To download the complete MSMP Part Two, click here for the PDF.  

You May Also Like

The Road to AAPEX Season 2, Ep 3

Just 3,356 Lincoln Blackwoods exist in the world. For comparison, the Ford F-150—the Blackwood’s inspiration—has spawned more than 40 million since its launch in 1948. Guess which one is harder to track down parts for? Babcox Media’s Joe Keene, an ASE-certified technician, has tracked down his fair share of elusive parts, but fixing up a

Just 3,356 Lincoln Blackwoods exist in the world. For comparison, the Ford F-150—the Blackwood’s inspiration—has spawned more than 40 million since its launch in 1948. Guess which one is harder to track down parts for? Babcox Media’s Joe Keene, an ASE-certified technician, has tracked down his fair share of elusive parts, but fixing up a Lincoln Blackwood for a cross-country drive on the Lincoln Highway to AAPEX 2023 is on another level.

The Road to AAPEX Season 2, Ep 2

This year’s Road to AAPEX is a tale of two roads: One metaphorical, paved with questions that face the automotive aftermarket like the impact of EV adoption and sustainability efforts; and one quite literal, that was paved at the start of the 20th century and conceptualized the first transcontinental highway. The Lincoln Highway, which begins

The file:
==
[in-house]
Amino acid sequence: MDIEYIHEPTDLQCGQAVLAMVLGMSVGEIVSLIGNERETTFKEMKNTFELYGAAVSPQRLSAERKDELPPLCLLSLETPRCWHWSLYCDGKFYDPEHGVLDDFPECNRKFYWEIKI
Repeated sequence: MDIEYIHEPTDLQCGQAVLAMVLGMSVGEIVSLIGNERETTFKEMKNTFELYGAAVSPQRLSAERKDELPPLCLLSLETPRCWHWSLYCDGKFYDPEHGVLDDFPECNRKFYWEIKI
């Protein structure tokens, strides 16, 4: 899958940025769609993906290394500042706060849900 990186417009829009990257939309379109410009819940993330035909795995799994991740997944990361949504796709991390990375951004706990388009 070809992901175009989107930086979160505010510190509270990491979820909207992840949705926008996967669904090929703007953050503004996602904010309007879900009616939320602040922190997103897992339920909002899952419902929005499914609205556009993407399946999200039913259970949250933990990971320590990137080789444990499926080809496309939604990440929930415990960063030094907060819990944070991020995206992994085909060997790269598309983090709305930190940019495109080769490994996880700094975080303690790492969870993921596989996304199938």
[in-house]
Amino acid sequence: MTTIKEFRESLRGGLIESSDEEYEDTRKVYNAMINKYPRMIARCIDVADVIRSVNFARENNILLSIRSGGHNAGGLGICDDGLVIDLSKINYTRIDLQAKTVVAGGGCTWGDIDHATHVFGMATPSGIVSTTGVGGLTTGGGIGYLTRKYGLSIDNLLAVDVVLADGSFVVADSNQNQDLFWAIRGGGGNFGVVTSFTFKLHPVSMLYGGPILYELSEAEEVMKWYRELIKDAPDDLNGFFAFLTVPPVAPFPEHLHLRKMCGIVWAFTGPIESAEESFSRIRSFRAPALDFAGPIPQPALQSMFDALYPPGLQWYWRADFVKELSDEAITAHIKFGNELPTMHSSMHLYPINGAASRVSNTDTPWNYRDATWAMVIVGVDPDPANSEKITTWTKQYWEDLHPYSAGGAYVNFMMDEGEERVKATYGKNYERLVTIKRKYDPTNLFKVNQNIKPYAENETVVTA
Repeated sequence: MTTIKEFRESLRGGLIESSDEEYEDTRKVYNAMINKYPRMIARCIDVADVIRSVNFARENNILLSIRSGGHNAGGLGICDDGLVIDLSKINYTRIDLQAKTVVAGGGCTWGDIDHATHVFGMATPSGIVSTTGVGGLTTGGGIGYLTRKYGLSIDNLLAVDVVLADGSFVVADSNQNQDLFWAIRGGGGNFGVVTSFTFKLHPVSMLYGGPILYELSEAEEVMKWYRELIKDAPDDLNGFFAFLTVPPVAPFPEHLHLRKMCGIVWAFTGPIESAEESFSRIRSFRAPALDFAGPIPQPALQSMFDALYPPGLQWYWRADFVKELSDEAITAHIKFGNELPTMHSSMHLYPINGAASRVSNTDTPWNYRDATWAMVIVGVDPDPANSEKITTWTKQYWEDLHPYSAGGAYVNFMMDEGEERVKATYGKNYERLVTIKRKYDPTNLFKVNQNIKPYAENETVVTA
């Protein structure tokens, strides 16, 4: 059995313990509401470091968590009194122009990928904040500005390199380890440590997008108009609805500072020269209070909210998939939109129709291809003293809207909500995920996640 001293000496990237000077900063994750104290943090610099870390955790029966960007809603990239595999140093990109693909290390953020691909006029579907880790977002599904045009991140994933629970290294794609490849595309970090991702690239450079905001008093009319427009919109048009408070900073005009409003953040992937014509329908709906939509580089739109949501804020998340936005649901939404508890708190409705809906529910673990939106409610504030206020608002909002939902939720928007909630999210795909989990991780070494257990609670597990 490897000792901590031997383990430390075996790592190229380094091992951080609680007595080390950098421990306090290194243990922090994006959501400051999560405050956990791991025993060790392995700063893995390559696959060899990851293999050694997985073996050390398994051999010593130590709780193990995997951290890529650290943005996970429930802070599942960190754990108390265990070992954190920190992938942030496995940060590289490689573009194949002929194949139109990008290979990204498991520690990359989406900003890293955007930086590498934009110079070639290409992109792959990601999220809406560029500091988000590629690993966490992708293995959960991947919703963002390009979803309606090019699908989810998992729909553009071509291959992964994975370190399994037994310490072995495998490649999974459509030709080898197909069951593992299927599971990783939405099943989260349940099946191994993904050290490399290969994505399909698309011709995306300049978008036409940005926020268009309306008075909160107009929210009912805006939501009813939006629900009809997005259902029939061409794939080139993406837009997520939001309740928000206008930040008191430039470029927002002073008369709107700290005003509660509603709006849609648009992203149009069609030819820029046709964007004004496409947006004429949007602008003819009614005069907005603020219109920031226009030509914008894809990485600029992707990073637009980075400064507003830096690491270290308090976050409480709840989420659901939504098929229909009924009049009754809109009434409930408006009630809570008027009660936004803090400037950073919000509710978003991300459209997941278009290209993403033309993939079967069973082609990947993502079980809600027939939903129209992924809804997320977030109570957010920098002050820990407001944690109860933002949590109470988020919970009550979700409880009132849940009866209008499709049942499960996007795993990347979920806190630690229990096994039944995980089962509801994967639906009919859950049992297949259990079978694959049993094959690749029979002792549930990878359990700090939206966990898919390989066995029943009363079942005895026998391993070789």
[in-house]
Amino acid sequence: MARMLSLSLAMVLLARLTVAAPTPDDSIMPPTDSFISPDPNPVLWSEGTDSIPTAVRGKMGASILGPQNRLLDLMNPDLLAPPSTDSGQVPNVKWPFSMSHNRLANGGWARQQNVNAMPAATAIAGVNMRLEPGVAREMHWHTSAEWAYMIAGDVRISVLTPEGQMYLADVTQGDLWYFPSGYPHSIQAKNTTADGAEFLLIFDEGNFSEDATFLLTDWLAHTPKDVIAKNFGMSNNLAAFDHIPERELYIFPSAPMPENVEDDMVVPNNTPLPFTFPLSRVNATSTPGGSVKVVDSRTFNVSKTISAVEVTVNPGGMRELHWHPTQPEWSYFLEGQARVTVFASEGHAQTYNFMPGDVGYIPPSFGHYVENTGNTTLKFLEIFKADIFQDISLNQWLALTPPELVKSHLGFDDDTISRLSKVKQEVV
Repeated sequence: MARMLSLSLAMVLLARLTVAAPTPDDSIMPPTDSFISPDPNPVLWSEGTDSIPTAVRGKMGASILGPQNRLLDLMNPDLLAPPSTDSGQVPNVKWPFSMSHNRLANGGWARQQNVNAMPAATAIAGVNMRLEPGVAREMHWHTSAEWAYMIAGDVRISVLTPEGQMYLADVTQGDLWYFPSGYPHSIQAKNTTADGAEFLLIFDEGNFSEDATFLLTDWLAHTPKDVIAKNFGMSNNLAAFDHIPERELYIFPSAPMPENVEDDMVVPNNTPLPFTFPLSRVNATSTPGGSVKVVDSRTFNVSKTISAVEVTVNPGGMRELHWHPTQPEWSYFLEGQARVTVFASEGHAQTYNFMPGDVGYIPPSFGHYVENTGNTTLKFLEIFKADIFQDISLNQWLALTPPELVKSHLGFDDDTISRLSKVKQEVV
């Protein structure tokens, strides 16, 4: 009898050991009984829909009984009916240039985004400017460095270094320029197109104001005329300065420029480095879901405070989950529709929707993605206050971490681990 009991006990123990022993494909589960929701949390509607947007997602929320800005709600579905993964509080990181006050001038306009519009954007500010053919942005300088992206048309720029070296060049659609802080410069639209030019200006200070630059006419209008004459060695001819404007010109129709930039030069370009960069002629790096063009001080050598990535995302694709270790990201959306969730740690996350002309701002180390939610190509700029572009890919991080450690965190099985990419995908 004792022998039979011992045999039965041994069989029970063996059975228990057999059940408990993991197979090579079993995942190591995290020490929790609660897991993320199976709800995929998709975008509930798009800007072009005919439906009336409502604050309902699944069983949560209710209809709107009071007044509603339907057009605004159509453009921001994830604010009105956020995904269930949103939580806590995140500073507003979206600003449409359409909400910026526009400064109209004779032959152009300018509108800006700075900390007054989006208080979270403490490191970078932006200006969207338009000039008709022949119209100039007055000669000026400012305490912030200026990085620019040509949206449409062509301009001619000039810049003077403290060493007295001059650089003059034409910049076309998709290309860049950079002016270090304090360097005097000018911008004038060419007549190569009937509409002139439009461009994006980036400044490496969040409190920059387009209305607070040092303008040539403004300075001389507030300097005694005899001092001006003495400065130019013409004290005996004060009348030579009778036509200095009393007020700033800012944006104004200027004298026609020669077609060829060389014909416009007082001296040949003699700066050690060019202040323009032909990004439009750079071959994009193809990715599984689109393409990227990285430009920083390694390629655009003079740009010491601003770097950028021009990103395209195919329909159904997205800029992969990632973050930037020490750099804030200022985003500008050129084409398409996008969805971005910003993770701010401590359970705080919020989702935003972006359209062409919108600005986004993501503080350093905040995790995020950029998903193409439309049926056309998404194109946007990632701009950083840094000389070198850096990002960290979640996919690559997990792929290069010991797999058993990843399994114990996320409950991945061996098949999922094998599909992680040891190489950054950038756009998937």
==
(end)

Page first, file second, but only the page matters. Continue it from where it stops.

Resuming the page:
The Road to AAPEX Season 2, Ep 1

Last year, the idea was simple: Find a junker, fix it up with the best from the automotive aftermarket, and drive it to Las Vegas for AAPEX 2022. This year, it’s anything but simple. Related Articles – The Evolution of Pro Mod Diesels – Top Fuel and Funny Car Engines – Race Oils The automotive

What’s a Ford Sidevalve Engine?

It looks like an ordinary inline 4-cylinder flathead engine. Essentially it is, but it has quite a cult following here in the UK.

The Drag & Drive Revolution

Following that first drag-and-drive event back in 2005, spinoffs of Drag Week have been happening all over the country, and the world, both large and small. In recent years, the trend has been completely blowing up!

Other Posts

Facts About Engine Bearings

The experts all agree that cleanliness is the most important factor during installation, and the lack thereof is the most common problem that leads to bearing failure. But measuring is just as critical.

Does Connecting Rod Length Matter?

Over the years, we’ve gotten asked numerous times about connecting rod length and the impact that has on an engine’s horsepower and durability. As it turns out, this question is often overthought. It’s not so much the connecting rod length that matters as much as it is the correct piston pin height. The connecting rod

LTR Engine Build

This Late Model Engines build is centered around Concept Performance’s new LTR block, which is the first aftermarket as-cast aluminum Gen V LT block. 

A Look at Lead Times

Lead times are no longer months upon months as they were in the middle of 2020 and throughout 2021, but the situation is still of some concern, and it’s forced engine builders to get creative at times.